In a similar context, VR allows people to better understand diseases and their symptoms. Individuals without autism can experience what life is like for their autistic family members. Another example is Stanford Virtual Heart, that interactively explains children’s heart conditions to their families. Therefore, disease awareness can be created amongst all who are in some way linked to the patient or even amongst the general public.
6. VR Architectural Design
Hospitals are one of the many projects in which misplanning can not be afforded. VR can help architects avoid inaccuracies in minor details by allowing for quick, real-time communication between different project teams and specialists. Architects can use VR to design and test new buildings. Using a VR headset, glove and input device, users can move around, walk through the building and interact with the environment. These virtual tours enable architects to check how effective the design is in terms of patient comfort, emergency handling and other factors. Early feedback can be collected from personnel to avoid larger mistakes from occurring. Additionally, architects based in any location can contribute their ideas and designs can be altered numerous times without incurring high costs for physical layouts. This is both cost and time-effective.The construction of hospitals and other medical centers is, therefore, another place where virtual reality provides huge benefits. In this context, we would like to draw your attention to the Braun Aesculap Spine VR Simulation of our partner NUMENA. The team of architects created a responsive three-dimensional lobby to act as B. Braun’s visual identity in the virtual world. The lobby environment reacts to changes in user input and to scene transitions.
7. VR Marketing
Marketing has always been one of the most important applications of virtual reality. It can be used to explain what a disease feels like, with its symptoms, and how a particular medicine treats it. GlaxoSmithKline (GSK) used VR to depict The Migraine Experience, which helped people understand what exactly a migraine felt like. Consequently, they were willing to buy the medicine as they had experienced the product’s effect on their health.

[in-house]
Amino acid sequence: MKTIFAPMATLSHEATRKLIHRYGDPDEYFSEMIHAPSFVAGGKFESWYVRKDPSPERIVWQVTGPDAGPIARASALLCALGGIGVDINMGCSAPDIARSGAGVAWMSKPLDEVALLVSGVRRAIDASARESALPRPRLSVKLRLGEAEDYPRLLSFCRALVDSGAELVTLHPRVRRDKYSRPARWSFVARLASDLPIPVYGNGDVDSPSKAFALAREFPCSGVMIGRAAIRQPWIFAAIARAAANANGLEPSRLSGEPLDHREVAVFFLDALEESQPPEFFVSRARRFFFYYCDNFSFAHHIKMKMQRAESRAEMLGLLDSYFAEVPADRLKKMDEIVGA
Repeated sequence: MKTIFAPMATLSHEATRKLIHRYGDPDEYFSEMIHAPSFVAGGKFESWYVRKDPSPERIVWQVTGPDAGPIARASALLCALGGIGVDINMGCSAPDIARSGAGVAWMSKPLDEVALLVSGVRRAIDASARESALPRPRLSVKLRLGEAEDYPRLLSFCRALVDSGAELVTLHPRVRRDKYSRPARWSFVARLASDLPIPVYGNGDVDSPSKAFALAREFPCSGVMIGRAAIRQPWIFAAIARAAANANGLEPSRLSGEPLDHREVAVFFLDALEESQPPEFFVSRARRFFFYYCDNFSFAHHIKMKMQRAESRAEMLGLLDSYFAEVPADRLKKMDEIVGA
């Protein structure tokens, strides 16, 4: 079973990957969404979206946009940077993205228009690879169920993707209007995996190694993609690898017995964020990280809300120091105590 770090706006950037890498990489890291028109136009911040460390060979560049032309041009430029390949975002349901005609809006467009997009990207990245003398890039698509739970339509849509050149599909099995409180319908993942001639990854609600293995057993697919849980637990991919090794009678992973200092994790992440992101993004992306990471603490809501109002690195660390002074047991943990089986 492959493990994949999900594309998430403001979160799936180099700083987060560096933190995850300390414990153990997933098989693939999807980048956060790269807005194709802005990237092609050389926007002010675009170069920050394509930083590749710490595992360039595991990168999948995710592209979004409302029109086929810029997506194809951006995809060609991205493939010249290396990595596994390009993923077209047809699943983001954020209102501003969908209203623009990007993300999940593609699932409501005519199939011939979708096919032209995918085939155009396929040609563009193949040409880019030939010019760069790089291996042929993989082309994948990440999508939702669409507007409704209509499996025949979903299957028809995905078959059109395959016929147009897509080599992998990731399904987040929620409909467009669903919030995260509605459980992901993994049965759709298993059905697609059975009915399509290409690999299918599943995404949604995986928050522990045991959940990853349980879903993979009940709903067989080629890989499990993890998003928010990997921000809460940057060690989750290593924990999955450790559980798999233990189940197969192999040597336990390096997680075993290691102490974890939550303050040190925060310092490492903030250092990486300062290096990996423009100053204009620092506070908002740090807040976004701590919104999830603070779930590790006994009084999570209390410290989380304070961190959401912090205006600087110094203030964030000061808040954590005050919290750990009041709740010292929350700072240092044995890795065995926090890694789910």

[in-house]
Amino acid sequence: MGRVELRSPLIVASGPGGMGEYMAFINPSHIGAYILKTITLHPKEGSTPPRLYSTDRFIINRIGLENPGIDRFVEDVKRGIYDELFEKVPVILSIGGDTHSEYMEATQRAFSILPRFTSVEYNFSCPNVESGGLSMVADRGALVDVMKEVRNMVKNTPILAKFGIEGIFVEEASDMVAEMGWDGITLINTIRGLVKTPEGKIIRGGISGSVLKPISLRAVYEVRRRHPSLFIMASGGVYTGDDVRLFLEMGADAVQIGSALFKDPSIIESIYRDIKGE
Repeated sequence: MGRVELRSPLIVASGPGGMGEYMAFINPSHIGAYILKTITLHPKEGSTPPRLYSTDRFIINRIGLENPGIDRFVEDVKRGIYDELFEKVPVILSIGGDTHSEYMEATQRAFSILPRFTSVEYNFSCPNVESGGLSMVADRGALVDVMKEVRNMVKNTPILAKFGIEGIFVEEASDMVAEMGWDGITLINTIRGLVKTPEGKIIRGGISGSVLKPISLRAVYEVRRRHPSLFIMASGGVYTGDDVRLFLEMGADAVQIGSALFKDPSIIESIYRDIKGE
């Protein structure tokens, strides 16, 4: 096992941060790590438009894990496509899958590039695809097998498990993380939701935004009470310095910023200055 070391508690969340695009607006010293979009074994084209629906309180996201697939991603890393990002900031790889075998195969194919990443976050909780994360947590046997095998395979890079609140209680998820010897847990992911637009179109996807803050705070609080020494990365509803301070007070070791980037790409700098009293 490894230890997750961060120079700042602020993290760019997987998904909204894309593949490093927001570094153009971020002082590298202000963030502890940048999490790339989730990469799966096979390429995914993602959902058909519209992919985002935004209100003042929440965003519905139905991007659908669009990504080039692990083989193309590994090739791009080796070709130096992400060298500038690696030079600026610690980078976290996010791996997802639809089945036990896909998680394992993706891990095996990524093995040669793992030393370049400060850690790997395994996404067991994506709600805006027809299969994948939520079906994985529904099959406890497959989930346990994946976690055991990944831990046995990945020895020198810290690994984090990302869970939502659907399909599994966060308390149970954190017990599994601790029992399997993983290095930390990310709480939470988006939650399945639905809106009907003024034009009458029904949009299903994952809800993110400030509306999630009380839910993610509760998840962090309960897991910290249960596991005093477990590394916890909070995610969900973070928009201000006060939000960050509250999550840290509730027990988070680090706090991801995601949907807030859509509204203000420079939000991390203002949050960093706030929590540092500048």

Hospitals can also be marketed using virtual tours for patients. For example, expecting parents can virtually see all facilities that would be provided to them along with the rooms they would deliver and stay in. A similar project was carried out in 2015, where the families of sick children were given the opportunity to take a virtual tour of the Perth Children’s Hospital so that they would be satisfied with the medical services.
Another application is conducting clinical trials. IQVIA is managing virtual clinical trials at numerous locations to select the best candidates. They are able to recruit faster from diverse populations and retain more patients, while also maximising patient safety. Expert teams collaborate using VR to share and examine this data with greater efficiency and accelerated timeliness. VR marketing for educational experiences is therefore a significant application of VR in healthcare, as it allows global expertise to be utilized and shortens time for drugs to reach the market.
To conclude, VR is providing revolutionary solutions to medical issues which were not being effectively dealt with by conventional methods. The healthcare industry is, therefore, accepting and utilizing VR at an unprecedented speed already. This is not just owing to the multiple existing use cases and benefits VR provides for the sector, but also because of potential applications that might benefit healthcare professionals and patients in unimaginable ways in the near future. This is supported by economic facts and figures as the virtual reality healthcare market is expected to reach USD 6.91 billion by 2026. In case you have not tested your medical applications in VR yet, what are you waiting for? Try STAGE for free now :)